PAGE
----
From top: Minister for Finance Michael Noonan, and Dr Rory Hearne
There’s been a rise in the number of people who, having experienced years of austerity, are demanding a more central role for the State and protective public services. This should be reflected in tomorrow’s budget.
Dr Rory Hearne writes:
Another opinion poll, this latest one from the Irish Times/Ipsos MRBI, shows that “a large majority of voters favour increasing spending on public services and welfare ahead of reducing taxes and charges”.
Tomorrow’s Budget should reflect this public mood and provide a very significant increase in investment in key public services and infrastructure, particularly housing, a reversal of regressive austerity measures and outline a plan for the restructuring of the Irish economy away from failed neoliberalism towards a more social economy model of development.
According to this latest poll in the Irish Times, when offered a menu of choices between tax reductions and spending increases and asked to pick one priority, “voters overwhelmingly prefer spending increases in a variety of areas, with by far the biggest preference being for increasing spending on healthcare”.
The aggregate support for tax cuts was only 19 per cent (including income tax at just 7 per cent and the reduction or abolition of the USC at 10 per cent). While support for increased public spending was over three times that, at 72 per cent (with healthcare the highest at 29 per cent and housing and homelessness next, at 14 per cent).
So this shows support for increased spending on healthcare is four times greater than that for cuts to income taxes and support for investment in housing is double that for cuts to income tax.
The most significant aspect of this poll is that it confirms a trend of the changing attitude amongst a majority of the Irish public towards our economy and the role of the state, expressed through attitudes to public services.
It shows that a new popular ‘common sense’ has emerged in Ireland where a majority of people, having experienced the harsh reality of crisis, austerity and a laissez-faire economy, are demanding a more central role for the state and protective public services.
For example, an opinion poll commissioned by TASC in June 2015 showed that 70% of people felt the government should prioritise investing in public services rather than spending money to cut income taxes (this poll also found that 50% of respondents were willing to pay higher taxes to improve public services, and 63% supported an increase in the tax rate for high earners (over €100,000 per annum).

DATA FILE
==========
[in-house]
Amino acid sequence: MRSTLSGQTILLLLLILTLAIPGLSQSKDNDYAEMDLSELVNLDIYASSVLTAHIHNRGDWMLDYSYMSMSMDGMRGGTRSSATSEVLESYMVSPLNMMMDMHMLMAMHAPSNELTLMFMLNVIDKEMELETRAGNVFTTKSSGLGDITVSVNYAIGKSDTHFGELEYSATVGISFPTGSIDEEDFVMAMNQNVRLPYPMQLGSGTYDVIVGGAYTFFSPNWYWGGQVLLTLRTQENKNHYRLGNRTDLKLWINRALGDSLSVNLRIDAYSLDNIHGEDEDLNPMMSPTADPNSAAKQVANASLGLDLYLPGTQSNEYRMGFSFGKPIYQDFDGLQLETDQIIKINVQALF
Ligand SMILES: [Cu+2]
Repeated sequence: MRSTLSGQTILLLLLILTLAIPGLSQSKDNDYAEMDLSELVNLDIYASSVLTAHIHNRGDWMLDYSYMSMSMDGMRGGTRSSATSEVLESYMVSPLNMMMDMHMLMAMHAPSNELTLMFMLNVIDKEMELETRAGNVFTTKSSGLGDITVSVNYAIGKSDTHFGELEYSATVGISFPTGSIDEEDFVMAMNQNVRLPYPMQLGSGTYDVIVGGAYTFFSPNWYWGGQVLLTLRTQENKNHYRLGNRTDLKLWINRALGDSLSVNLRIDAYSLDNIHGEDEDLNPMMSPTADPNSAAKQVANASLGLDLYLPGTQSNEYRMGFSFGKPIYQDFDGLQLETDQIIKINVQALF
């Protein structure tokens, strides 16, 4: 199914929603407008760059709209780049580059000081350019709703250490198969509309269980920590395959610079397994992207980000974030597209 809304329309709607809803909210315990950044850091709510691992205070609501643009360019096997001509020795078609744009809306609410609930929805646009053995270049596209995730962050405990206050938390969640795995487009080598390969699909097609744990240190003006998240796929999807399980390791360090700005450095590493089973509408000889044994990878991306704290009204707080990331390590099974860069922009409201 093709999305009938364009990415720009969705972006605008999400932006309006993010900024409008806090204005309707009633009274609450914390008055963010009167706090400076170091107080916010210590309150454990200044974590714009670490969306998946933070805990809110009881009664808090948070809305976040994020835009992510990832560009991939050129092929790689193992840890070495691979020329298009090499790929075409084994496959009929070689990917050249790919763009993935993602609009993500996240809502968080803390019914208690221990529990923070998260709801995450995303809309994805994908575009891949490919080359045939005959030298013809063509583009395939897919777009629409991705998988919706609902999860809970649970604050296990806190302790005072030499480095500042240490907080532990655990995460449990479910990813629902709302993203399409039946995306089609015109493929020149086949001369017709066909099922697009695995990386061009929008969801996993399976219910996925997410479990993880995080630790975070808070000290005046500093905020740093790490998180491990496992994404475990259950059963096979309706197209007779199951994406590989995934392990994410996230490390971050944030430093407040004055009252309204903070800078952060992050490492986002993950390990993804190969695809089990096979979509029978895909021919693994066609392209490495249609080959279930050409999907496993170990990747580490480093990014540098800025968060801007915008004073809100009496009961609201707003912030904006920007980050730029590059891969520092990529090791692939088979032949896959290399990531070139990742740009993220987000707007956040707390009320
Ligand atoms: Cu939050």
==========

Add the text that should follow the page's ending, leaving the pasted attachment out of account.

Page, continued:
Furthermore, a recent Eurobarometer poll, showed that the issues of main concern to the public in Ireland are housing (34%), health and social security (29%) and unemployment (32%) in contrast to tax (at just 9%).
The trend in these polls, expressed also as a key message from the public in February’s General election, is that the Irish people increasingly want to see accessible and high quality universal public services (particularly health care and housing) and they see investment in these as a priority over tax cuts.
These views are even more significant when we consider the lack of comprehensive, well-funded and universal public services in Ireland and the growing drive toward privatisation and commercialisation.
We have some excellent quality public services – in education, transport, areas of the health service and local authorities, and semi-state agencies such as the ESB.
But many citizens also have negative experiences of long waiting times to access these services (hospitals) or are excluded from them (e.g. social and affordable housing).
This is because we have the lowest level of public expenditure as a proportion of GDP in the entire EU. We also have the lowest level of investment in infrastructure in the history of the state.
And this public opinion is being formed in spite of the mainstream media, economics and government policy continuing to promote the Celtic Tiger obsession with ‘tax cuts’ and a ‘low tax’ economy as part of a laissez-faire, neoliberal, economic policies.
These espouse private market solutions, privatisation, minimising investment and underfunding of basic services, and promoting the monetisation and financialisation of public services by facilitating and supporting the ‘for-profit’ commercial private sector through PPPs and other mechanisms.